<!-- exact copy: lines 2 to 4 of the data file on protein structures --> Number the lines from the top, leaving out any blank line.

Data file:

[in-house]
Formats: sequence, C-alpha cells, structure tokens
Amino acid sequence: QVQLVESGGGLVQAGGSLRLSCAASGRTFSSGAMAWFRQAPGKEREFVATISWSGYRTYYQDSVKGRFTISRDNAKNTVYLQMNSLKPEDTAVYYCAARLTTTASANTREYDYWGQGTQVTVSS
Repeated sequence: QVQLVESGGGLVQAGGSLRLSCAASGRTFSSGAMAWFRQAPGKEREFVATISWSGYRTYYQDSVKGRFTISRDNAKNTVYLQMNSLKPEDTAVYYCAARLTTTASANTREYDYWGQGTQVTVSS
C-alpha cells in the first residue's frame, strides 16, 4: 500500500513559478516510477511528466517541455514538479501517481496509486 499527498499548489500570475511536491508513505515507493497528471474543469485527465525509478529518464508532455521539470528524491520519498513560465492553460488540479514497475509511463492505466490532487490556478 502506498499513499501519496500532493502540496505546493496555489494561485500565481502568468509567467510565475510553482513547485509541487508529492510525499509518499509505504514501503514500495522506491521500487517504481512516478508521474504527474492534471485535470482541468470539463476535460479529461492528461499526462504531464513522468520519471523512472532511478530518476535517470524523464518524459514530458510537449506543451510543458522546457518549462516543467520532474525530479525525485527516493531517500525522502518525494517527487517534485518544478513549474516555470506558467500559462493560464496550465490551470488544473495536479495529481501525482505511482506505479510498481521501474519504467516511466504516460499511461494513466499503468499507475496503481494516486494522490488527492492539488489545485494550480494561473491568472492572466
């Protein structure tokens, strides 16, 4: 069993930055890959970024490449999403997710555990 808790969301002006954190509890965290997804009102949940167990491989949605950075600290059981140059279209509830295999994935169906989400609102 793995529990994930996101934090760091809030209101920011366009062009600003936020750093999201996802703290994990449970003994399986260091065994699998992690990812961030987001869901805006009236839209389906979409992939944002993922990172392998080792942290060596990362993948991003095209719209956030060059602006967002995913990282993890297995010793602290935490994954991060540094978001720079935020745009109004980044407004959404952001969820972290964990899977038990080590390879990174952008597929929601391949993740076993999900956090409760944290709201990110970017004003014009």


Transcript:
Formats: sequence, C-alpha cells, structure tokens
Amino acid sequence: QVQLVESGGGLVQAGGSLRLSCAASGRTFSSGAMAWFRQAPGKEREFVATISWSGYRTYYQDSVKGRFTISRDNAKNTVYLQMNSLKPEDTAVYYCAARLTTTASANTREYDYWGQGTQVTVSS
Repeated sequence: QVQLVESGGGLVQAGGSLRLSCAASGRTFSSGAMAWFRQAPGKEREFVATISWSGYRTYYQDSVKGRFTISRDNAKNTVYLQMNSLKPEDTAVYYCAARLTTTASANTREYDYWGQGTQVTVSS